by Mark Carter
Posted 2/25/2013 12:00 am
The 89th General Assembly has yet to finish writing its chapter in the big book of Arkansas state legislatures.
But if Chapter 89 were printed this week, then surely “guns” would be in the title. Legislation devoted to guns dominated the action again last week.
The legislature overwhelmingly approved Senate Bill 131 by Sen. Bruce Holland, R-Greenwood, that would make secret the names of those 130,000 or so Arkansans registered to carry concealed weapons.
Gov. Mike Beebe said Thursday that he wouldn’t veto the measure, but he wouldn’t sign it either. So Lt. Gov. Mark Darr signed the bill instead on Friday as Beebe attended the National Governors Association in Washington, D.C.
Beebe had cited its constitutionality and its one-sided legislative support, but said he believes it’s unnecessary to change the 2009 compromise law that made only the names and home ZIP codes of concealed carriers open to public disclosure.
Concealed carry permits would automatically revert to open carry under a bill filed last week by freshman Rep. Sue Scott, R-Rogers.
House Bill 1408 would make it legal to openly carry a gun except for certain locations such as government offices, bars and private properties where owners don’t allow it.
The bill has 18 co-sponsors in the House and one in the Senate, and four of the 19 are Democrats. However, House Speaker Davy Carter, R-Cabot, opposes the bill.
If passed, it would mandate the same permitting process and background check used for concealed carry. The measure awaits consideration in the House Judiciary Committee.
The House approved and the Senate last week advanced legislation by Rep. Mark Biviano, R-Searcy, that would allow the state’s 11 private colleges and universities to create a campus police force with arrest and detention powers.
Biviano’s district includes Harding University, the state’s largest private institution of higher learning.
Arkansas voters would be required to show photo identification in order to cast a ballot under a bill that passed the Senate last week and now heads to the House.
Senate Bill 2 by Sen. Bryan King, R-Green Forest, would require voters who couldn’t provide a photo ID to cast provisional ballots. Exceptions would be made for residents of nursing homes and long-term care facilities.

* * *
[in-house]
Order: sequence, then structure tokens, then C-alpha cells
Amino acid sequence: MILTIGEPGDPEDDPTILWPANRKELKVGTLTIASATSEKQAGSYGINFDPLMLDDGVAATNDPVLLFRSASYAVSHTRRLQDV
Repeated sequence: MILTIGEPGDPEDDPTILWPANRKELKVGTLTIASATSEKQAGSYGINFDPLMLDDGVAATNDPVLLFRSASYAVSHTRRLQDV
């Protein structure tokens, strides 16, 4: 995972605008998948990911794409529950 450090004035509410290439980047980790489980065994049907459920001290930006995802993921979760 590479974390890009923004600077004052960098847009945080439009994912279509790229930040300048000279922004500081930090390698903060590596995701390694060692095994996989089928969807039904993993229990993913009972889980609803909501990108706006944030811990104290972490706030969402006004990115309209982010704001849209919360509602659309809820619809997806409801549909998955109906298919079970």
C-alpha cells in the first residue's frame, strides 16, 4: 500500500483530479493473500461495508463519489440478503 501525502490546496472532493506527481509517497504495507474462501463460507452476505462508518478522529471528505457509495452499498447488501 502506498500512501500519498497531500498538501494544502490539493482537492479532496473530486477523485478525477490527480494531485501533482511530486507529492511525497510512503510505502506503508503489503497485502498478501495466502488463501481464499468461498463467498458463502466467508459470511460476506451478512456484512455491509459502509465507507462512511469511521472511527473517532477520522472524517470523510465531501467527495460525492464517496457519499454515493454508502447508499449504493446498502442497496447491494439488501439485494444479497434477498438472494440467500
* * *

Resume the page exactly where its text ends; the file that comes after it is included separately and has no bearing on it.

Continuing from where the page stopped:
The bill would require the state to provide photo IDs free of charge and wouldn’t take effect until money was available to pay for the cost of providing them.
Lawmakers continued to debate abortion bills last week and on Thursday sent a bill to Beebe that would outlaw most abortions at or after 20 weeks gestation.
It would provide exceptions for rape, incest and the life of the mother. Beebe, as of Thursday, has not indicated whether he would sign or veto the measure introduced by Rep. Andy Mayberry, R-Hensley.
Meanwhile, the 12-week abortion ban bill by Sen. Jason Rapert, R-Conway, was sent back to House committee by Carter over objections concerning the voice vote in the House Public Health Committee.
Elsewhere in the Legislature
• The Arkansas Economic Development Commission on Thursday submitted documents to state lawmakers related to the proposed state deal with Big River Steel to bring a $1 billion steel mill to Osceola. Per Amendment 82, lawmakers had 20 days beginning Thursday to conduct a cost-benefit analysis and provide their approval — or not — for the project.
• The Senate voted to expand from one to two years a ban of former lawmakers becoming lobbyists and also voted to include former constitutional officers and judges among those who must wait to lobby. The proposal heads to the full House.
• The full House and a Senate committee OK'ed changes to the state's lottery scholarship funding formula last week. Currently, lottery scholarship recipients receive $4,500 per year if enrolled in a state four-year college or university and $2,250 per year if enrolled in a state two-year college. The new proposal would provide $2,000 per year to all two-year students and $2,000 for freshmen at four-year schools increasing by $1,000 each school year and capped at $5,000 for seniors.